Sunday, April 20, 2008

Buying groceries and other shopping in Strasbourg

Since we came to France almost eight months ago, we haven't really "shopped", and it's been a liberating experience. We have never really bought things just for the sake of having them, and we are not collecting things here for the simple reason that we either have to leave them here or take/ship them back to Canada with us when we go. Both options are expensive. So when the kids ask, "Can we get this?" or when I wonder if we should buy something, the easy answer is, "No", and the reasoning is always the same. Like I said, liberating!

Nevertheless, the temptation to spend money is everywhere, and the possibilities for parting with your money are endless: from the petite Mom and Pop épicerie (grocery store) or shoe store to the huge mall of the type that you see in North America; and from the strange mechanized Casino grocery to the typically European marchés (open street markets).

You can buy eggs, bread and milk on your way home from the train at this automated épicerie (grocery store).

Daily market at the cathedral square in Freiburg, Germany.

One day of the week that you can hold on to your money (if you stay out of the tourist areas) is Sunday. Most stores in Strasbourg are closed on this day, and families use the opportunity to visit the parks or aller lèche-vitrine (an odd-sounding phrase for going window shopping). During the week many businesses still hold on to the custom of closing between 12 and 2 p.m. each day, something that has frustrated us on many occasions when we have forgotten. Conversely, when you're really hungry and want to spend your money you find that many restaurants are only open for déjeuner (lunch) from 12 to 2 p.m., making a late-afternoon meal very hard to find, especially in the smaller communities.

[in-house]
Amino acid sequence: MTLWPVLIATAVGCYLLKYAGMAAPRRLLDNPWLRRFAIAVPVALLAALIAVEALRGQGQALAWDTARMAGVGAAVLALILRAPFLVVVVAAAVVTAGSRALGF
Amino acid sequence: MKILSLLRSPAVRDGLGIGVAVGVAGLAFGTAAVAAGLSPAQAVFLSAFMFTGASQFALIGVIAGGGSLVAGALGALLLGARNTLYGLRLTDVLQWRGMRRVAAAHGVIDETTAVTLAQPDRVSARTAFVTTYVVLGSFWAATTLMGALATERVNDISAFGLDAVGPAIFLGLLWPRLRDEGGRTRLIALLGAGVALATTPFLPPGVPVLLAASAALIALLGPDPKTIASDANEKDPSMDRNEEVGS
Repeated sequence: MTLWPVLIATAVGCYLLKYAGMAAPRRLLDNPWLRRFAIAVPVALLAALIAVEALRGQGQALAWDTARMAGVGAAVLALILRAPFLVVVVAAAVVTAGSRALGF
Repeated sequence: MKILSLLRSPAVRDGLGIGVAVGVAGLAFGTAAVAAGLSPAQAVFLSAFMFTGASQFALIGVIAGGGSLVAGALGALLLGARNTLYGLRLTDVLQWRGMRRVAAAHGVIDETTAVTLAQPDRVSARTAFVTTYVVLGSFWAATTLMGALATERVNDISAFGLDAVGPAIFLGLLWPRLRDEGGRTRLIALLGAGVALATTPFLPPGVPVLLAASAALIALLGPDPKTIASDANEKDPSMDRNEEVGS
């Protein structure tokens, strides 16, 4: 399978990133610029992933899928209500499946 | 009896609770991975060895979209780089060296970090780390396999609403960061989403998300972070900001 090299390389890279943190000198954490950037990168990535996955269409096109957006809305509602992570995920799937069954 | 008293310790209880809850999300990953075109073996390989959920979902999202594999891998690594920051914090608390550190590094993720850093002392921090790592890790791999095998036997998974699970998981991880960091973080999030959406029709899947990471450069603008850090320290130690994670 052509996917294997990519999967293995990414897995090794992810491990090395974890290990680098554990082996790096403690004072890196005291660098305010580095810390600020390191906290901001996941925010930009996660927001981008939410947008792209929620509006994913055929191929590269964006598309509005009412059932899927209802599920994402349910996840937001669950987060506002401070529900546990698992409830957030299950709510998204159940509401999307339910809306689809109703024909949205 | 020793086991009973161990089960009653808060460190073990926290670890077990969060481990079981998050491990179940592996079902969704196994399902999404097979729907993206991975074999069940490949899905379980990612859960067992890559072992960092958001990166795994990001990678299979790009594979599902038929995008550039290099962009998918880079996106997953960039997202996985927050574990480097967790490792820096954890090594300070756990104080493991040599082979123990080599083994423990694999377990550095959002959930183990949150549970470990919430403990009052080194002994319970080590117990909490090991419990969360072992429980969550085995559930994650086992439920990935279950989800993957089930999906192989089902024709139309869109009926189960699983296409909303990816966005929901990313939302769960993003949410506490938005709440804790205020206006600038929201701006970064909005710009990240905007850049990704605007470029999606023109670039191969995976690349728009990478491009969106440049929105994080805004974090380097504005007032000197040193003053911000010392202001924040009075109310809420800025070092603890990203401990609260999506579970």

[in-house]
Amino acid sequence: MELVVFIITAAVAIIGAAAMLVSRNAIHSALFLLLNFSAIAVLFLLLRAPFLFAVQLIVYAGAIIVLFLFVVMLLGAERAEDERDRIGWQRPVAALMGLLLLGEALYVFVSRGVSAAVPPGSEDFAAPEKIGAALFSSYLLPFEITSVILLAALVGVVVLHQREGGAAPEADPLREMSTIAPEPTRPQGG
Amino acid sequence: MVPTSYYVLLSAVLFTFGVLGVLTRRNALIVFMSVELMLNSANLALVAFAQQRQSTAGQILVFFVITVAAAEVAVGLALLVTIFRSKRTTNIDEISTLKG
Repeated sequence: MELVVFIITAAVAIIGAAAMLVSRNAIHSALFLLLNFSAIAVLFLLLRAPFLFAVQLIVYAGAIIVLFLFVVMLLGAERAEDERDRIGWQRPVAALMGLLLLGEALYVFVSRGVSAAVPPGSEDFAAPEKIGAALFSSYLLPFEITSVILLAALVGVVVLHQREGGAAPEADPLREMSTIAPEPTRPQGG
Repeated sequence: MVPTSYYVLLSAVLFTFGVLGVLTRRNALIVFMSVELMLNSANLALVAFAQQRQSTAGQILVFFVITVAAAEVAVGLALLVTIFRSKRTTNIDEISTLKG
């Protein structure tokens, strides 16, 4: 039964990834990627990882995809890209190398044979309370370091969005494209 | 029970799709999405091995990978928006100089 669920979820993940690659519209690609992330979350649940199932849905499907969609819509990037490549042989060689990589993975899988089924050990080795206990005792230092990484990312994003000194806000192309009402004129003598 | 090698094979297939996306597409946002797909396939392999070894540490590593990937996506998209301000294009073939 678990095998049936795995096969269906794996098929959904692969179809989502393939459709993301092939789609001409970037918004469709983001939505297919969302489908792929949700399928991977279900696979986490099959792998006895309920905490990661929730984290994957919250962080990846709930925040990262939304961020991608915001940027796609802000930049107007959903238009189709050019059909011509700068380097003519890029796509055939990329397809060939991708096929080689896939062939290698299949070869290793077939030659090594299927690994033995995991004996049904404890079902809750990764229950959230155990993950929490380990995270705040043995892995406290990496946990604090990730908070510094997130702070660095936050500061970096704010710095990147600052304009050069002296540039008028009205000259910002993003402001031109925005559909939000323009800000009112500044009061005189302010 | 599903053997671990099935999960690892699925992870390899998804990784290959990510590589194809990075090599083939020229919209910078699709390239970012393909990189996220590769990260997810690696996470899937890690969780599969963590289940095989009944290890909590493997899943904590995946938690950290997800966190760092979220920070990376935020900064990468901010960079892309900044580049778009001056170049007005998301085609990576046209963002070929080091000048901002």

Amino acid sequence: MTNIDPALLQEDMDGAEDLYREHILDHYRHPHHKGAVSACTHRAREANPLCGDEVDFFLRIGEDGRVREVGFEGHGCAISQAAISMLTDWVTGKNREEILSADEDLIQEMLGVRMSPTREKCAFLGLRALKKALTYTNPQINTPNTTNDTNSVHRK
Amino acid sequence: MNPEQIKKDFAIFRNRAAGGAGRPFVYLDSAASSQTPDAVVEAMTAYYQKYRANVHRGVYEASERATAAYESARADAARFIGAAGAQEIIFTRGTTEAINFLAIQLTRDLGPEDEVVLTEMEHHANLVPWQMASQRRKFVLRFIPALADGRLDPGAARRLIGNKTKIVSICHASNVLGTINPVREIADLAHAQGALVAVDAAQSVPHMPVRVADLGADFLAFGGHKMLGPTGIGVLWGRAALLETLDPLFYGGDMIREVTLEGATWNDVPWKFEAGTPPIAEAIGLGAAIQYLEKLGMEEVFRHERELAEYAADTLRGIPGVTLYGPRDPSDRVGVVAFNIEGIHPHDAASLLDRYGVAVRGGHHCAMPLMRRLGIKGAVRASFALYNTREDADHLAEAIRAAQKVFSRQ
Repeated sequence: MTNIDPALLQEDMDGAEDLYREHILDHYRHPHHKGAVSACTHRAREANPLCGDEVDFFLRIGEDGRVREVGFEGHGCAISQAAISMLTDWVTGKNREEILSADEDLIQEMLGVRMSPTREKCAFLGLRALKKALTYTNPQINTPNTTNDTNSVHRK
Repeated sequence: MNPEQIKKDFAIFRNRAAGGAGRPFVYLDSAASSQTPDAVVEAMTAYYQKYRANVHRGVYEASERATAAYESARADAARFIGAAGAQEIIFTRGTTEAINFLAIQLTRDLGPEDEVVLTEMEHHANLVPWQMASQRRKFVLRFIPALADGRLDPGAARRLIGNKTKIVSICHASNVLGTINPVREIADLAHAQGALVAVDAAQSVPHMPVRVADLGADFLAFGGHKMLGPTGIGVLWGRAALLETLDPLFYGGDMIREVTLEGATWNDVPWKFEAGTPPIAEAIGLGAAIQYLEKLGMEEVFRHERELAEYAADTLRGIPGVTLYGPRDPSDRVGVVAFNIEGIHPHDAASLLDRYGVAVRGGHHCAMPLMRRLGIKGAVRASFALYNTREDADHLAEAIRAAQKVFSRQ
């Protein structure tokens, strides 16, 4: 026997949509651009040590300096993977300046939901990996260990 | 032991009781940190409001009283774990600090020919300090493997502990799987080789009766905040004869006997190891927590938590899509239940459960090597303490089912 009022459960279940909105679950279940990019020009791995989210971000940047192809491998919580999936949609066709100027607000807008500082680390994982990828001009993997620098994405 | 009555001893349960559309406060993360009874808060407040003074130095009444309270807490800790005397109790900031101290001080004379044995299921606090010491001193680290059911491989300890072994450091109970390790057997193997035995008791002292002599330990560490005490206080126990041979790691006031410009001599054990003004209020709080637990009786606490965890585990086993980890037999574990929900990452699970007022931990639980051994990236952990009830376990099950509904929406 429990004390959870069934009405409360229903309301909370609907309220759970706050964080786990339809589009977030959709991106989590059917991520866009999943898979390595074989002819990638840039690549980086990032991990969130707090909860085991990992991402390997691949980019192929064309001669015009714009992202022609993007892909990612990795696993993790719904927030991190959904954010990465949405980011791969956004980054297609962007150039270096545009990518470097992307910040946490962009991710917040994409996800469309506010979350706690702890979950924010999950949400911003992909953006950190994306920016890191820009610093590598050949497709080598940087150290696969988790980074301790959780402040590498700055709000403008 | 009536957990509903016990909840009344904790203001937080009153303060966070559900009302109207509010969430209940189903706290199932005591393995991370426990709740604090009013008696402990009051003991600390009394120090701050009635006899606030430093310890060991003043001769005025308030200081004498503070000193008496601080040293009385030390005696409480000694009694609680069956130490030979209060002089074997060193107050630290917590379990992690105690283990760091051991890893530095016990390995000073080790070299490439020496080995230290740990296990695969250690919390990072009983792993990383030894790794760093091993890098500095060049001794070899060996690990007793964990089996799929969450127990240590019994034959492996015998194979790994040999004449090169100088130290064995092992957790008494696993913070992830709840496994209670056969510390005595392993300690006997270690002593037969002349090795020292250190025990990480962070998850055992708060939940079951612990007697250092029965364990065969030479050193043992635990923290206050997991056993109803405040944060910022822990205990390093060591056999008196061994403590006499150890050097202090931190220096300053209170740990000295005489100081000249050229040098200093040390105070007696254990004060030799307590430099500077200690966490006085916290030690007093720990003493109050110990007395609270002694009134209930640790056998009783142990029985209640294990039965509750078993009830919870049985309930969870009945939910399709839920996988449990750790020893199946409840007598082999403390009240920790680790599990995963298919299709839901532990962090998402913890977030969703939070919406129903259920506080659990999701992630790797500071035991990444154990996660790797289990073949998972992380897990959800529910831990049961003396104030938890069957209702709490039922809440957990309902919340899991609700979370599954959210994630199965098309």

While we can avoid buying "things", we still have to eat, and thus we can't avoid grocery shopping, a chore that we do every one to three days. We can't really buy a week's worth of anything here, partly because we have a tiny fridge in the apartment, and partly because we either have to use the tram or good old foot power to get the groceries home. Luckily we live only a 300 m walk from Place des Halles, a mall in the centre of Strasbourg, and located there is Galleries Gourmandes, a full-service grocery store.

The kids avoid grocery shopping with us whenever possible.

Although the major grocery stores look much like their North American counterparts, there are some obvious differences. For example, in Galleries Gourmandes, the cheese, chocolate and wine sections are huge.

And not only is wine plentiful, it can also be cheap. It's possible to buy a bottle for 0,92 € (about $1.50). Now, I'm not saying it's good wine... just very affordable. : )

About 1/3 of the cheese section at Galleries Gourmandes -- the self-serve part.

More cheese counter -- cheese cut to your specifications and service with a smile.

In contrast, chewing gum is horribly expensive, as is anything North American. You can get Old El Paso salsa, for example, but you pay about 4 € (over $6) for a small jar. For a while we paid almost 4 € for a block of four instant Asian-style noodles, before discovering that a block of six cost about 0,50 € at the Asian foods store right across from our apartment.

While baking (and the supplies to bake with) are easy to find in North America, it's almost impossible here. I have begun to suspect that most French people don't make their own desserts. And why would they, with the choice available in thousands of patisseries and grocery stores in the city? I think that's why flour is only available in 1 kg bags, and rolled oats in 500 g boxes, and why it's impossible to locate baking powder! We have solved this problem by simply not baking anymore... sigh... and getting our dessert-fix at the patisserie like everyone else does.

Being unable to bake North American style has been a ... ahem... very sad experience for us.

Let us know what you're cooking tonight! christinateskey @ yahoo . ca or mvieweg @ gmail . com

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Wednesday, April 9, 2008


The last three weeks have been a whirlwind of activity for us (and thus the lack of fresh blog postings). Our apartment has been a multinational gathering place as we have entertained visitors from both Canada and Germany.